Wide Open Throttle Previews Audi A3 e-tron, Discusses Tesla Visit

Wide Open Throttle Previews Audi A3 e-tron, Discusses Tesla Visit

Audi is getting its feet wet in the electric-vehicle market by launching the new A3 e-tron. On this week’s Wide Open Throttle, host Jessi Lang checks out Audi’s new EV and speaks with Jeff Curry, Audi’s E-Mobility Marketing and Strategy representative.

Curry tells us that 17 A3 e-tron test vehicles are being launched in four select cities to see how they perform in real-world driving conditions. The production version should be ready in two years and will be based on the upcoming all-new A3. A plug-in hybrid should also arrive around the same time. In addition to the A3 e-tron, Audi is planning to test out the R8 e-tron later this year.

Lang also discusses her recent tour of Tesla Motors’ factory, where drove the new Model S. She highlights a few viewer comments that show EVs still have a polarizing effect on the American public but mentions other deemed-to-fail technologies that have become an integral part of our lives. Watch the video and let us know if you agree with the comparisons Lang makes to the electric car.

By Erick Ayapana

Tesla Announces More Superchargers, Quicker Recharging Times – Rumor Central

Tesla Announces More Superchargers, Quicker Recharging Times

The Tesla Model S has exceeded sales forecasts, which has helped the company pay back its Department of Energy loans years in advance. To encourage long-distance travel, the automaker is speeding up its plan to install Supercharger charging stations all over the U.S. and today we got a first look at Tesla’s plans.

By the end of next month, the number of operational Supercharger stations will triple, and the company claims that within six months, there will be enough Superchargers to service most major metro areas in North America. A year from now, the company says, Superchargers will provide coverage to 80 percent of the population of North America and 98 percent a year later.

The automaker also announced that new technology will significantly cut charging times. While the chargers at 120 kW are in beta test mode (versus 90 kW currently), the faster chargers will be ready this summer. At 120 kW, Tesla claims it will only take 20 minutes to replenish three hours of driving in the Model S.

Some Tesla Supercharger stations have roof-mounted solar panels (from Musk-owned SolarCity) that are said to pump more electricity back into the grid than what is used to recharge cars. Since the Tesla Supercharger has a unique charger receptacle, the stations can’t charge other EVs. Currently, Model S cars with the 85 kW-hr batteries can recharge for free, while those with the 60 kW-hr model can do the same once they purchase Supercharger capability. Musk says all future Teslas will be capable of using the Superchargers.

So what’s next for Tesla? The company is still kicking around the idea of a sub-$40,000 electric sedan as well as a high-torque electric truck and a second production plant in Texas. Of course, those models would likely arrive after the Model X crossover goes on sale around late 2014 and early 2015.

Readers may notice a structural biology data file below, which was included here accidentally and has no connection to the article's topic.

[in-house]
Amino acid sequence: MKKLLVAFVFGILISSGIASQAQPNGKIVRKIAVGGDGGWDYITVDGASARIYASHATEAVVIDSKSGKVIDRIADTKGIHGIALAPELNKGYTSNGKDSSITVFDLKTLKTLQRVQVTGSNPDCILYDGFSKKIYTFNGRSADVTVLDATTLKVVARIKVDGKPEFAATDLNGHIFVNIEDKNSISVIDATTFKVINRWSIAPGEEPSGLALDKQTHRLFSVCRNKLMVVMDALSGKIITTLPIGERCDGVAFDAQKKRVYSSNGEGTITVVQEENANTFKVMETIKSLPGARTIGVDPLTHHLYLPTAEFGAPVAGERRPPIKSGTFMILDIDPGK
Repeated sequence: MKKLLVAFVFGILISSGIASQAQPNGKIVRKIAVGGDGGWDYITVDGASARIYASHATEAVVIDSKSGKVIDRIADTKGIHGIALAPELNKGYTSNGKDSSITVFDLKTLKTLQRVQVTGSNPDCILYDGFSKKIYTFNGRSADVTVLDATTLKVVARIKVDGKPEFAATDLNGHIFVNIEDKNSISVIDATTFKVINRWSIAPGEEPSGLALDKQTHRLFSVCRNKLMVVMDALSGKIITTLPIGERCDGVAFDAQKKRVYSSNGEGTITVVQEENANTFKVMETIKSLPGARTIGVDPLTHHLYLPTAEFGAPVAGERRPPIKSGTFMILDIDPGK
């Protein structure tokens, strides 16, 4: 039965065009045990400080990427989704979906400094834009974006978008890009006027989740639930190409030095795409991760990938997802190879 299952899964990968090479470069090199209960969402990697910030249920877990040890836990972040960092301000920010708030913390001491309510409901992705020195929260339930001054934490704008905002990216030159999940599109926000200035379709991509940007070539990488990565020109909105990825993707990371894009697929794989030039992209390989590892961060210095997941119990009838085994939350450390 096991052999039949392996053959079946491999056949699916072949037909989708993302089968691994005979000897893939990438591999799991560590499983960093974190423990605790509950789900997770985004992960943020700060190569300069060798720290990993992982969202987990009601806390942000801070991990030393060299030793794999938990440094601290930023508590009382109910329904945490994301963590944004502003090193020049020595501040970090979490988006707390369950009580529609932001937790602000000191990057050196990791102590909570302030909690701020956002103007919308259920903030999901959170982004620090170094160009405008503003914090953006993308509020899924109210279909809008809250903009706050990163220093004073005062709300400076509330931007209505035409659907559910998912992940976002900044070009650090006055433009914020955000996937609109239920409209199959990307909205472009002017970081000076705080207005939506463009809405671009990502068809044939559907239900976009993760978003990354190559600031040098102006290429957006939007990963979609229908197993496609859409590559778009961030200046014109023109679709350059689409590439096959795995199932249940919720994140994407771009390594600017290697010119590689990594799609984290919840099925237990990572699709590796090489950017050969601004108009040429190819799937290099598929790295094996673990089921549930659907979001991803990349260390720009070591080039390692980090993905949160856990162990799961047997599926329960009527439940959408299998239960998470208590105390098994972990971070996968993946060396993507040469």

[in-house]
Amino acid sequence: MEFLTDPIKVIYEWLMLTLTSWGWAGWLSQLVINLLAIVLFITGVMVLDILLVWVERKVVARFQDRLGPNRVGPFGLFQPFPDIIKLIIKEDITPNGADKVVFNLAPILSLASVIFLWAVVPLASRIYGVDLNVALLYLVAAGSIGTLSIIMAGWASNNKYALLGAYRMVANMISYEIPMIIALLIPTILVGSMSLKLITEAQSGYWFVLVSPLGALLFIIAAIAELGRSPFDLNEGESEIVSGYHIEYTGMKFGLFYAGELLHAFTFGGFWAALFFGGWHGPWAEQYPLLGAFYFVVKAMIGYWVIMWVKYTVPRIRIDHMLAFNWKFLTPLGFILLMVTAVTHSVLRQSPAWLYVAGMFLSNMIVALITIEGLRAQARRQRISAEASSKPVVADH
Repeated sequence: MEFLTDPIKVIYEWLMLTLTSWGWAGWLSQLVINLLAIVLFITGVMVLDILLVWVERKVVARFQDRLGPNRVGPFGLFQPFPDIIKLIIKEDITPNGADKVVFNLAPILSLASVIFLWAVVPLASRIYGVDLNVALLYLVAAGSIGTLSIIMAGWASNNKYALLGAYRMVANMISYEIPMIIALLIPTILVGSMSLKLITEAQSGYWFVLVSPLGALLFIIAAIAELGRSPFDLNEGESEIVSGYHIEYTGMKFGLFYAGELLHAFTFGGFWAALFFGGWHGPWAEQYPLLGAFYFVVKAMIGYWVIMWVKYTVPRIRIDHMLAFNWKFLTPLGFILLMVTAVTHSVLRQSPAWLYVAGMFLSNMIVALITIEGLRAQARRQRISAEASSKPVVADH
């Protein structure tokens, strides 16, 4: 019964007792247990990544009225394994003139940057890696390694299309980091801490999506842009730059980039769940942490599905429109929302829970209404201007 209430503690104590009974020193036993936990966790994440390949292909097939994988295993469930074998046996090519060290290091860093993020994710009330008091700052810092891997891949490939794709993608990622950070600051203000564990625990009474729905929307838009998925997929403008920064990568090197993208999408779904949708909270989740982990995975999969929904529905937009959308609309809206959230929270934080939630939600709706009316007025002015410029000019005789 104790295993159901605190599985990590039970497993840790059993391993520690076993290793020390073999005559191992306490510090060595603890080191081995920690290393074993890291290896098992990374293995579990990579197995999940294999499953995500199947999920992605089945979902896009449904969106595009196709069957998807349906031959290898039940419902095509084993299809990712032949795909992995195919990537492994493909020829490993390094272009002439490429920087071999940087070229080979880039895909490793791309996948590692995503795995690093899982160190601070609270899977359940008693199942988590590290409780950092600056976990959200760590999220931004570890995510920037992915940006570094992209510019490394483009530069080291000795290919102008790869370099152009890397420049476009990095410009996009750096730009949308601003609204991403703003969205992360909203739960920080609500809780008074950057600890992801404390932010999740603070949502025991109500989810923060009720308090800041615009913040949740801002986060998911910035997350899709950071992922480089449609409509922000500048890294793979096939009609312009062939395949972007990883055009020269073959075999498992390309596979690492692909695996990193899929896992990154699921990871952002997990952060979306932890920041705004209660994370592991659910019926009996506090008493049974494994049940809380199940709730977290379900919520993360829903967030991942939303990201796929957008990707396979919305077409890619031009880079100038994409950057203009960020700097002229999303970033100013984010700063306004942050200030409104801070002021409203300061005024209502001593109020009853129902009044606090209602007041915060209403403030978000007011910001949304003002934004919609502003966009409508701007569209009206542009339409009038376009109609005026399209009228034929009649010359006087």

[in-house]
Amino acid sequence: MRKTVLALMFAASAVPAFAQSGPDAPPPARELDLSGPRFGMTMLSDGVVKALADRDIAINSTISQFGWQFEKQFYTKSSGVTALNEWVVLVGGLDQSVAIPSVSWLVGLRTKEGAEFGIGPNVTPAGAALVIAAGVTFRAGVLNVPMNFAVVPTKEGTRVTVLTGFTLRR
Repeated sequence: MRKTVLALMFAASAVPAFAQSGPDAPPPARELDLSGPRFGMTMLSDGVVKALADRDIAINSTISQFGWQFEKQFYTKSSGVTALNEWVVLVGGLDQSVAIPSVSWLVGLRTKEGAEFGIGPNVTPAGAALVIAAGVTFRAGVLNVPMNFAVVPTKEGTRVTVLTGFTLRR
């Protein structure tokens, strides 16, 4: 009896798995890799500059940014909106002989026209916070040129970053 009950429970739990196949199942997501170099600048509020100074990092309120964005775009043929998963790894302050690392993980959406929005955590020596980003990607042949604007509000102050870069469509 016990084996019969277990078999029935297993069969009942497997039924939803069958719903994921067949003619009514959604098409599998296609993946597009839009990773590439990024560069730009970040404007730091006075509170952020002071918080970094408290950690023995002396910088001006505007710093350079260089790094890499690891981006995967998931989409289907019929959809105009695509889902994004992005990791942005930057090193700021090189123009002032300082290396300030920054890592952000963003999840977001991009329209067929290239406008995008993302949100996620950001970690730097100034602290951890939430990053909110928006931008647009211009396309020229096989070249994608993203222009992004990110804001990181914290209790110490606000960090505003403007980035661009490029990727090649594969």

Source: Tesla










By Jason Udy

The 10 Best Sports-Oriented Family Cars – Rumor Central

The 10 Best Sports-Oriented Family Cars

Just because you’ve grown up, settled down, and had a kid or two doesn’t mean you can’t have fun anymore. While you may have to take a pass on that late-night partying you once did, you can stay in touch with your younger self with a car that’s fun to drive and can double as a family vehicle. However, finding a vehicle that appeals to you both as an enthusiast and a head of household isn’t always easy, because compromises will have to be made both in packaging and in handling.

To help the gearhead parents out there, Automobile Magazine has put together a list of the 10 Best Sports-Oriented Family Cars. These are cars that you might consider when you’re looking for something that will fit your spouse and children but you don’t want to join the herd and settle for a boring crossover or minivan. You want something that reminds you of that two-seater you traded in for the car seat. It’s doable, as evidenced by these exciting four-doors.

By Donny Nordlicht

First Look at the Audi A3 e-tron in Latest WOT Video – Rumor Central

First Look at the Audi A3 e-tron in Latest WOT Video

Get the full details on the new Audi A3 e-tron electric car on the latest episode of Wide Open Throttle. Jeff Curry, Audi’s E-Mobility Marketing and Strategy representative, discusses Audi’s new EV.

Curry tells us that 17 A3 e-tron test vehicles are being launched in four select cities to see how they perform in real-world driving conditions. The production version should be ready in two years and will be based on the upcoming all-new A3. A plug-in hybrid should also arrive around the same time. In addition to the A3 e-tron, Audi is planning to test out the R8 e-tron later this year.

Lang also discusses her recent tour of Tesla Motors’ factory, where she  drove the new Model S. She highlights a few viewer comments that show EVs still have a polarizing effect on the American public but mentions other deemed-to-fail technologies that have become an integral part of our lives. Watch the video and let us know if you agree with the comparisons Lang makes to the electric car.





By Erick Ayapana